4 November 1899, General C.J. Wessels (pictured) demands immediate surrender of Kimberley.
4 November 1927, City Hall architect Fergus Carstairs-Rogers MBE, dies.
DID YOU KNOW
Cornelis (Kerneels) Janse Wessels (11 June 1842 – 10 October 1914)
He was a farmer in the Hoopstad region and represented the region as a Member of Parliament of the Republic of the Orange Free State for 20 years. He was a Veldkornet in the second and third Basotho wars and rose to command the Hoopstad Commando. At the outbreak of the Anglo Boer War in 1899 he was Hoof Kommandant of the OFS forces and was in command of the Boer forces that besieged Kimberley from 14 October 1899. He retired from the position on 31 December 1899 and was replaced by General Naas Ferreira.
Deported as a Prisoner of War to India he returned in 1902 to South Africa and his farm “Witpan” in the Wesselsbron region.
The town of Wesselsbron in the Free State is named after him.
“On the morning of 4th November, it was reported from the Premier Mine that a flag of truce, accompanied by a large party of the enemy, was approaching the redoubt there; instructions were sought. It was at first thought that an attack was about to be made on the post, but, if this had been the original intention, the Boers changed their minds; before the party had come within range of our guns, the main escort halted and the flag of truce came forward with a small staff. Instructions were sent to the O.C. (O’Brien) that the parlementaire should be taken, with the usual precautions, to the military Headquarters (in Lennox Street). This was done. The parlementaire was the bearer of a communication (in Dutch) from Head Commandant Wessels, of the Orange Free State, to Kekewich, who was called upon to surrender Kimberley unconditionally. Wessels, in his ultimatum, which expired at 6 a.m. on Monday, 6th November, requested Kekewich, should he not accede to the request therein contained, to remove all women and children from Kimberley. It was further intimated that the Boer Head Commandant was willing to receive into his camp Afrikander families, who might desire to leave Kimberley.
“Kekewich had from the earliest days of the siege recognized that Rhodes occupied an exceptional position, not only by virtue of his rank as a Privy Councillor, but also by reason of the high offices he had held under the Crown; he had, therefore, ever been willing and ready to consult him on all matters which affected the defence of Kimberley on the civil, as distinct from the strictly military, side. Consequently, after the notice (which it was intended to publish in the local newspaper) announcing that a demand for the surrender of Kimberley had been received from the Head Commandant of the Boer Forces had been drafted, Kekewich sent a staff officer to the Sanatorium Hotel, with instructions that the draft was to be shown to Rhodes. An officer accordingly went off there and placed the draft notice before Rhodes; the latter, after reading the document, stated that he did not approve the terms of the notice as drafted. Rhodes thought that it would be unwise to make the announcement that the ultimatum contained a request for the removal of all women and children from Kimberley, such an announcement might, he said, cause unnecessary alarm; he agreed, however, that the special invitation to the Afrikander families should be published, expressing, at the same time, strong views on the subject of the differentiation in the treatment offered to the two classes of the white population. The draft was accordingly at once modified in such a way as to conform with the views on the subject expressed by Rhodes’ who signified his approval of the alterations made and of the final draft. This was taken back to the Kimberley Club, where Kekewich was at the moment; he approved of the alterations made at Rhodes’ suggestion. The Editor of the Diamond Fields Advertiser, as was his wont, called at the Press Censor’s office (in the Kimberley Club) during the afternoon, and he was shown the draft notice approved by Rhodes, and also the translation of the ultimatum and, indeed, the original document too. Authority was given for an announcement to appear in the paper that a “flag of truce” had come into the besieged town from the Boer headquarters; the announcement appeared in the issue for 6th November. Next day, a fair copy of the notice relating to the “ultimatum was sent to the Diamond Fields Advertiser in normal course; it was published, together with a “leader” on the subject, in the issue of the 8th. So it will be seen that Kekewich made neither a secret nor a mystery of the communication received by him from Head Commandant Wessels at the time. Three weeks later, the Kimberley troops, during one of their sorties, found a copy of the Volkstem, a Dutch newspaper, in the enemy’s trenches and brought it into the town with them. The paper was sent to the Intelligence Office and was found to contain the full text of the correspondence between Wessels and Kekewich. By this time the public had grown accustomed to the Boer shelling, and, the military authorities having reason to believe that the actual text of Wessels’ ultimatum had become widely known in the town, Kekewich decided that nothing was to be gained by keeping from the public the actual terms of Wessels’ ultimatum and his reply thereto. In these circumstances, the copy of the Volkstem in question was sent to the Editor of the Diamond Fields Advertiser and he was given authority to reproduce the correspondence, should he so desire; he took advantage of the offer and the copies of the letters in question were published in the issue of the paper for 28th November.”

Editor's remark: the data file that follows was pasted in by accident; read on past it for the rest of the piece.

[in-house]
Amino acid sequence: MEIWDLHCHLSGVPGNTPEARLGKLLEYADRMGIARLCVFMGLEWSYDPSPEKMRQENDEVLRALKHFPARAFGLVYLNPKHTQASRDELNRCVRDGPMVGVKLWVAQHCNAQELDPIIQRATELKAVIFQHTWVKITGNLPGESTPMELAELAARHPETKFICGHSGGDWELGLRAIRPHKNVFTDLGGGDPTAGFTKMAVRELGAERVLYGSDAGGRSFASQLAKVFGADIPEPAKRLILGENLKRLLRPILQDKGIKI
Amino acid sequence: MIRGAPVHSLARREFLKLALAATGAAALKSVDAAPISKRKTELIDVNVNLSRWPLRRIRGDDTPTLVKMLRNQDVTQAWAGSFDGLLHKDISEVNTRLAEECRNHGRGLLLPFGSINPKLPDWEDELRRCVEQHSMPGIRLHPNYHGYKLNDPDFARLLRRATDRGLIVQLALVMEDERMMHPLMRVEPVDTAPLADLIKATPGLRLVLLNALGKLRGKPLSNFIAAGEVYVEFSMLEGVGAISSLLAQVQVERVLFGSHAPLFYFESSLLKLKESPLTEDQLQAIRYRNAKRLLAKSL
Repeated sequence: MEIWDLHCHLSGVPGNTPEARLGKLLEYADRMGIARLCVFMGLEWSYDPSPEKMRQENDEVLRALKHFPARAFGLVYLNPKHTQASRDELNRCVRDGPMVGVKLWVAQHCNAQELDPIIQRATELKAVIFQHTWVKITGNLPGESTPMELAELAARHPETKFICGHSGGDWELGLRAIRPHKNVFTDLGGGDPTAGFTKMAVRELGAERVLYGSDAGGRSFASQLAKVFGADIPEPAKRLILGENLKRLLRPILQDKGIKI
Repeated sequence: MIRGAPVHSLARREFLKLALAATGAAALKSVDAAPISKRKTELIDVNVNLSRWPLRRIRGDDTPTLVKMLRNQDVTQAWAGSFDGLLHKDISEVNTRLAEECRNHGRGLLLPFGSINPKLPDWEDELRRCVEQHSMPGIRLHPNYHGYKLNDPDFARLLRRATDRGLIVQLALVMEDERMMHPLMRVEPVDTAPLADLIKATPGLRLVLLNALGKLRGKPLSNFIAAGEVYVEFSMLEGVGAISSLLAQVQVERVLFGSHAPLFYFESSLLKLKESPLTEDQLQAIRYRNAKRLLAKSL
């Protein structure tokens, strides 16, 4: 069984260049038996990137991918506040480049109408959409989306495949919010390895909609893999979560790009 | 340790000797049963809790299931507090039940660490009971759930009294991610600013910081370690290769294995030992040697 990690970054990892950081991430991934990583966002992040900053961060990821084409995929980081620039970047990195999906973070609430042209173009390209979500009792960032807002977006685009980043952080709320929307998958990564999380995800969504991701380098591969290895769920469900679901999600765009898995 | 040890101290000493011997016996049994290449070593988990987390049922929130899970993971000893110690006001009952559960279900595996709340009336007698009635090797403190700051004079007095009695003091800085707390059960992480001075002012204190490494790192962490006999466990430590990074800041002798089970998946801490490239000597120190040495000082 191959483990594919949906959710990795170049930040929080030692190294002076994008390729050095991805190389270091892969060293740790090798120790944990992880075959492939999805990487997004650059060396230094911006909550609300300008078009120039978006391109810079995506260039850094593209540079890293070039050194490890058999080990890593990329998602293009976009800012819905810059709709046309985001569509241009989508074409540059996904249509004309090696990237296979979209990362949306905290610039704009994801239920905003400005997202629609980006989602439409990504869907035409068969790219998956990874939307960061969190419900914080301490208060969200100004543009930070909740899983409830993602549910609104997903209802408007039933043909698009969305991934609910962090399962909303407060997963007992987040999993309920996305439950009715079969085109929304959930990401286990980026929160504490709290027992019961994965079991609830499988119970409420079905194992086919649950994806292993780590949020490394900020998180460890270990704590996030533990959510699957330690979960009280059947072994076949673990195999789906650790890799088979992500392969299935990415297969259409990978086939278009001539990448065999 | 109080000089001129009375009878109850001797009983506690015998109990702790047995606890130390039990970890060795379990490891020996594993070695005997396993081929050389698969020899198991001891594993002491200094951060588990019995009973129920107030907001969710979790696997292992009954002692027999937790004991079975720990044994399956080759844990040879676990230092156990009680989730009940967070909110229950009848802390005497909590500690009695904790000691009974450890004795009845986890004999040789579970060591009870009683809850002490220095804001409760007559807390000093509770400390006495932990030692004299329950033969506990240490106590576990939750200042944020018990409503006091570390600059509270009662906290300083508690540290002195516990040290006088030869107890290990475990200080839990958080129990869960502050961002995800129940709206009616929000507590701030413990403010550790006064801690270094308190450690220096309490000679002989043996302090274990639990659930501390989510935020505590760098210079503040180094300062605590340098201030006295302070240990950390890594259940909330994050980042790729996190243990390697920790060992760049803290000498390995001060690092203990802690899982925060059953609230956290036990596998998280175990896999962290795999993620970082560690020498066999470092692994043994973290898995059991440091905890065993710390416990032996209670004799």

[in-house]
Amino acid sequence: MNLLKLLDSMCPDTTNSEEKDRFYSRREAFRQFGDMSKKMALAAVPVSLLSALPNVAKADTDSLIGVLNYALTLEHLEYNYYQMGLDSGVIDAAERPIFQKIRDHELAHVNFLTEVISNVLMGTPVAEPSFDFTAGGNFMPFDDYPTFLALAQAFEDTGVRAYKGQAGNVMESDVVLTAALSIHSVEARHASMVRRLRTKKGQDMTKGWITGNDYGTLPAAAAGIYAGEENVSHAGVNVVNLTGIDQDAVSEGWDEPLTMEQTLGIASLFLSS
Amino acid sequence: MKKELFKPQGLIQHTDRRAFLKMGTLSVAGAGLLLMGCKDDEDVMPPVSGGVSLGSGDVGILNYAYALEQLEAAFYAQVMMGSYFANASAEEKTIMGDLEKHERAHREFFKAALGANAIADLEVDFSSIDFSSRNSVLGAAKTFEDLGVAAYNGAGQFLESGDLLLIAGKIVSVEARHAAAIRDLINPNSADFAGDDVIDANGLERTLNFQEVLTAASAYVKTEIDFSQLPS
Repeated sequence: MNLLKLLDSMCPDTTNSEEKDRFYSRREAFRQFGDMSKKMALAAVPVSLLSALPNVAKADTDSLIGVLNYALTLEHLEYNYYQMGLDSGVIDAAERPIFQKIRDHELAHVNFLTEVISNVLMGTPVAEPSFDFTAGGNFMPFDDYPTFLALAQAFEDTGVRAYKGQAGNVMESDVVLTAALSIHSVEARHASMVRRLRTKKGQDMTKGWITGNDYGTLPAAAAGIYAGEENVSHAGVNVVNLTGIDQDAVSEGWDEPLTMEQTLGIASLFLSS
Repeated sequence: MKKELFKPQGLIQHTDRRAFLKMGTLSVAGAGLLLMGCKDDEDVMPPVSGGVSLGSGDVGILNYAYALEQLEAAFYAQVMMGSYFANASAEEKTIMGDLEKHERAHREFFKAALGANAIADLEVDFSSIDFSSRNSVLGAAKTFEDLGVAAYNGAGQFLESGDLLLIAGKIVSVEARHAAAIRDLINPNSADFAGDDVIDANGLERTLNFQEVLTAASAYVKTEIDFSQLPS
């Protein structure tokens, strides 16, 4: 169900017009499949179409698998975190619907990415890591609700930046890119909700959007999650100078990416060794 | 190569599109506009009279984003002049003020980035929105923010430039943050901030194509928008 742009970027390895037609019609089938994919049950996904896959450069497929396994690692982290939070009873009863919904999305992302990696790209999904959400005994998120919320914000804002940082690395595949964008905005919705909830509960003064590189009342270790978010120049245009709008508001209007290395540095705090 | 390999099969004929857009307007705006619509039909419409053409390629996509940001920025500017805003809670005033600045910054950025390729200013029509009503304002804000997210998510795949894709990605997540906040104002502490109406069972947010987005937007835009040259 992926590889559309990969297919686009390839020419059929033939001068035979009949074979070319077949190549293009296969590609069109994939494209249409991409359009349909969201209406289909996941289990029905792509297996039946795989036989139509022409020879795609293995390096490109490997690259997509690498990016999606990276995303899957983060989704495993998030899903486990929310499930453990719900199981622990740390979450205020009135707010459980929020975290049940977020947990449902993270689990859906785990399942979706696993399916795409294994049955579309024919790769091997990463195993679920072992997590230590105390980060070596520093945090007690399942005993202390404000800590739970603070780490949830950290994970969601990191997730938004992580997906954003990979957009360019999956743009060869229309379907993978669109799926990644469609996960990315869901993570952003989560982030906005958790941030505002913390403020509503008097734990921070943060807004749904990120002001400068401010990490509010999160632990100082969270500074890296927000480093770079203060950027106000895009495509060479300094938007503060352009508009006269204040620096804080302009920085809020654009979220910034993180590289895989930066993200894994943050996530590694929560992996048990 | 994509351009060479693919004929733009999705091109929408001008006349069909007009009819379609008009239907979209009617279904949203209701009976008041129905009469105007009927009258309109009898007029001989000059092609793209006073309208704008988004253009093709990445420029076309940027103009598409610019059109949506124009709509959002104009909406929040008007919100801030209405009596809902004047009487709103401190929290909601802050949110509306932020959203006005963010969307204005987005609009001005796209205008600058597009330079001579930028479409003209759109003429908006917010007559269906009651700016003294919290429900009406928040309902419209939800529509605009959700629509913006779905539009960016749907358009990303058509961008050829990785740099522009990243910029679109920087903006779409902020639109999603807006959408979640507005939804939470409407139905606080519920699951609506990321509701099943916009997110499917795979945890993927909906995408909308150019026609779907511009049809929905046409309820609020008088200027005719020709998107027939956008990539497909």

From the publication: Kekewich in Kimberley by WAJ O’Meara.